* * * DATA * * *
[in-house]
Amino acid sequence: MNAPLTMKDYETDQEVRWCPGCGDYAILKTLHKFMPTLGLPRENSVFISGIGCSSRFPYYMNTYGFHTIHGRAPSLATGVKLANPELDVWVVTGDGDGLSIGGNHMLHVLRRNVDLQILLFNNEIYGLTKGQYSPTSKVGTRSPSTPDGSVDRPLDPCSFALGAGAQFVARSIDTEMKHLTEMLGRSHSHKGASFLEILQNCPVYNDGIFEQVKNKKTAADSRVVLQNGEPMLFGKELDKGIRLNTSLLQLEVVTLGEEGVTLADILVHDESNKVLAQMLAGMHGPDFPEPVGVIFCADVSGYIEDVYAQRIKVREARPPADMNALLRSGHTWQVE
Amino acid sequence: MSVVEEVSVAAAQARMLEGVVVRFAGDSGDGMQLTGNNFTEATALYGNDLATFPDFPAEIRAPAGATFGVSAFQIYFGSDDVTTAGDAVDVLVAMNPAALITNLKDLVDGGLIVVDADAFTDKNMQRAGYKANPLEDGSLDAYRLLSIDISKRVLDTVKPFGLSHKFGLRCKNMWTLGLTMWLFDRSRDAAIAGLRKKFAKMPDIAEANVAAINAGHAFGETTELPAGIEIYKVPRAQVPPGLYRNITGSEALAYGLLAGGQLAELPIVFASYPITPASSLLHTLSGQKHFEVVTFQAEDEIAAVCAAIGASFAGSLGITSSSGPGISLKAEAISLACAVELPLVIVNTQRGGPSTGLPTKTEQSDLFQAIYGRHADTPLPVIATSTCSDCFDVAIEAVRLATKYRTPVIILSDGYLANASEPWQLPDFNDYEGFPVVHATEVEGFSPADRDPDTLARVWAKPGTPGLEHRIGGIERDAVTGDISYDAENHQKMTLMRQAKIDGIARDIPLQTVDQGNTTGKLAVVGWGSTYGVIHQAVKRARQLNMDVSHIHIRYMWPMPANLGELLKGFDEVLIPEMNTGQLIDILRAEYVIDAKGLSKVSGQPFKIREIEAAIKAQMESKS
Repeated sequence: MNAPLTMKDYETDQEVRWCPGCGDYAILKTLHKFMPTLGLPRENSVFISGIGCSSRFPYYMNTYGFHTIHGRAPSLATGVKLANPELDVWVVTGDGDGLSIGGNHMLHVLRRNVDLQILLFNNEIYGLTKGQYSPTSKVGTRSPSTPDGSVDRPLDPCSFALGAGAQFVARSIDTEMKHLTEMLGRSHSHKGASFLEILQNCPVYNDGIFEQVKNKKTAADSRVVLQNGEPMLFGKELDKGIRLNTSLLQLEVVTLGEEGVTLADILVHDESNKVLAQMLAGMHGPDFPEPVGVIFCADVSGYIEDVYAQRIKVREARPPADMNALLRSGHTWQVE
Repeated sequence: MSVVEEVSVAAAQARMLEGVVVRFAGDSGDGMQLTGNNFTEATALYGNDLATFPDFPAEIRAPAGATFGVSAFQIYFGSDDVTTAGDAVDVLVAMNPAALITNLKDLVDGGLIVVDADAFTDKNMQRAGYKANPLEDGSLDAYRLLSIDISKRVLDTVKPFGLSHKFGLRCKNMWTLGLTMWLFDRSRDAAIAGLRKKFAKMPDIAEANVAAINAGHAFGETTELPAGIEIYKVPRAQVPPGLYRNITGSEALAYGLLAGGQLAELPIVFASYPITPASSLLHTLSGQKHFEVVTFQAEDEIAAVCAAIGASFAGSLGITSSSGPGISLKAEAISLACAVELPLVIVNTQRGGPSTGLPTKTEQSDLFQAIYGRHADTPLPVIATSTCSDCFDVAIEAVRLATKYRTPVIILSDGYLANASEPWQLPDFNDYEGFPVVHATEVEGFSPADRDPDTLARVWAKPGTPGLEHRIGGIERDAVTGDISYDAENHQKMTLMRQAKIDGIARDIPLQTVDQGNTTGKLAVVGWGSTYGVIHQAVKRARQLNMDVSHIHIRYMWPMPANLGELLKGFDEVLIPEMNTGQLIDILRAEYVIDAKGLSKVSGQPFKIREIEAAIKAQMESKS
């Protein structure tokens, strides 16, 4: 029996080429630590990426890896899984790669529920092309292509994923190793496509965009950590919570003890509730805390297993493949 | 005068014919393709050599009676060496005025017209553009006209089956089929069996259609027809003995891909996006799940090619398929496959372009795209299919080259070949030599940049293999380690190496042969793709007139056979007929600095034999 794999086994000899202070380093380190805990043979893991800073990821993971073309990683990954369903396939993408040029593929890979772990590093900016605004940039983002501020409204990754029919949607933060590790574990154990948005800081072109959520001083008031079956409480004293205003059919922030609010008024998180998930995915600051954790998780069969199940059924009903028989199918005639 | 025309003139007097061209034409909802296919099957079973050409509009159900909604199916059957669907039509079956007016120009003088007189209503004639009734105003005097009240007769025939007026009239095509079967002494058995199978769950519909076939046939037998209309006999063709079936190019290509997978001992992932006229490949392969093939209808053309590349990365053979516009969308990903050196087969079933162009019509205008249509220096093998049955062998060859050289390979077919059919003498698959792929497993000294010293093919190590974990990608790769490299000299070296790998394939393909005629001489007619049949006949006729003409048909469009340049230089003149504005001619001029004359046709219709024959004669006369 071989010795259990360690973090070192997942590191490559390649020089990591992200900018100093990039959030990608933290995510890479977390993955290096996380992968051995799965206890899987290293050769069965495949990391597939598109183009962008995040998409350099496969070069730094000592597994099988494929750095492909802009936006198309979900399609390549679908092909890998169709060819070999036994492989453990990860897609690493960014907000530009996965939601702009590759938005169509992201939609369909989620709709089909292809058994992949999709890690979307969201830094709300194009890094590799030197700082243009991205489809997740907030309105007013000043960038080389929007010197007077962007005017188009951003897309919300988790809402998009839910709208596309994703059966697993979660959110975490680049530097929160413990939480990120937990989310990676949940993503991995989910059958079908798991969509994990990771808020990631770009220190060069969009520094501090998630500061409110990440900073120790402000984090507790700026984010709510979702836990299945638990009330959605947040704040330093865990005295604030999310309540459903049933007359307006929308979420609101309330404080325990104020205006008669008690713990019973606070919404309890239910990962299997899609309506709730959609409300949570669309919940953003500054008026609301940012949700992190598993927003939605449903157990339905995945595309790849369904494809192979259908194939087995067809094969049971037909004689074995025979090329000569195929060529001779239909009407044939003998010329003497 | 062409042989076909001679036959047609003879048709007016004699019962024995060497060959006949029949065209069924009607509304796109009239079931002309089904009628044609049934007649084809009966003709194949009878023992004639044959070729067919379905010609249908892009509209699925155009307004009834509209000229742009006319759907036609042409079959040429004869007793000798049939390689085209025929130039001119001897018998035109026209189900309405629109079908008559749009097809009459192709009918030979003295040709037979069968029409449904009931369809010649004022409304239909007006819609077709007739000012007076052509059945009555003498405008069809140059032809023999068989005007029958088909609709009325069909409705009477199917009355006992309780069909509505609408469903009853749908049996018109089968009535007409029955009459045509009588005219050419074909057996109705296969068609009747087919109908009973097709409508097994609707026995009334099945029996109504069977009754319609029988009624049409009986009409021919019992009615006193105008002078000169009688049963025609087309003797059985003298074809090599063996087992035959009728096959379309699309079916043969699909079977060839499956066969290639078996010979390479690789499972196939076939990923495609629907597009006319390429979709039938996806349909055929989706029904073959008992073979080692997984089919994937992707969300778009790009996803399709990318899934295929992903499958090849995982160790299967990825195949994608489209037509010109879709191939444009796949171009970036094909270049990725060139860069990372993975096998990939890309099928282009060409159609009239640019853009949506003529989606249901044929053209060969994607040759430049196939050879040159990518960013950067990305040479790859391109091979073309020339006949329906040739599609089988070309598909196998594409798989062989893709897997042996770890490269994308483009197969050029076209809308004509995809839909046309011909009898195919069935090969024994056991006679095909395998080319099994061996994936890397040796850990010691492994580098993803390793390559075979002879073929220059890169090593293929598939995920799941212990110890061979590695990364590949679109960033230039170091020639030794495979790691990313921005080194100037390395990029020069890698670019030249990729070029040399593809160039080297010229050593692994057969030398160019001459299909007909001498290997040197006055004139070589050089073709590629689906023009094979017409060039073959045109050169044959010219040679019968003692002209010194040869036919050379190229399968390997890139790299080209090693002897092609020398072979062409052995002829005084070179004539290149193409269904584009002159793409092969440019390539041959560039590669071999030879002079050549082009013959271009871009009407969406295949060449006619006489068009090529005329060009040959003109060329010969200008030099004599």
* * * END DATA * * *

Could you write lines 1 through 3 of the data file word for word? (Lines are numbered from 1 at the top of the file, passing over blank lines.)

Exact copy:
[in-house]
Amino acid sequence: MNAPLTMKDYETDQEVRWCPGCGDYAILKTLHKFMPTLGLPRENSVFISGIGCSSRFPYYMNTYGFHTIHGRAPSLATGVKLANPELDVWVVTGDGDGLSIGGNHMLHVLRRNVDLQILLFNNEIYGLTKGQYSPTSKVGTRSPSTPDGSVDRPLDPCSFALGAGAQFVARSIDTEMKHLTEMLGRSHSHKGASFLEILQNCPVYNDGIFEQVKNKKTAADSRVVLQNGEPMLFGKELDKGIRLNTSLLQLEVVTLGEEGVTLADILVHDESNKVLAQMLAGMHGPDFPEPVGVIFCADVSGYIEDVYAQRIKVREARPPADMNALLRSGHTWQVE
Amino acid sequence: MSVVEEVSVAAAQARMLEGVVVRFAGDSGDGMQLTGNNFTEATALYGNDLATFPDFPAEIRAPAGATFGVSAFQIYFGSDDVTTAGDAVDVLVAMNPAALITNLKDLVDGGLIVVDADAFTDKNMQRAGYKANPLEDGSLDAYRLLSIDISKRVLDTVKPFGLSHKFGLRCKNMWTLGLTMWLFDRSRDAAIAGLRKKFAKMPDIAEANVAAINAGHAFGETTELPAGIEIYKVPRAQVPPGLYRNITGSEALAYGLLAGGQLAELPIVFASYPITPASSLLHTLSGQKHFEVVTFQAEDEIAAVCAAIGASFAGSLGITSSSGPGISLKAEAISLACAVELPLVIVNTQRGGPSTGLPTKTEQSDLFQAIYGRHADTPLPVIATSTCSDCFDVAIEAVRLATKYRTPVIILSDGYLANASEPWQLPDFNDYEGFPVVHATEVEGFSPADRDPDTLARVWAKPGTPGLEHRIGGIERDAVTGDISYDAENHQKMTLMRQAKIDGIARDIPLQTVDQGNTTGKLAVVGWGSTYGVIHQAVKRARQLNMDVSHIHIRYMWPMPANLGELLKGFDEVLIPEMNTGQLIDILRAEYVIDAKGLSKVSGQPFKIREIEAAIKAQMESKS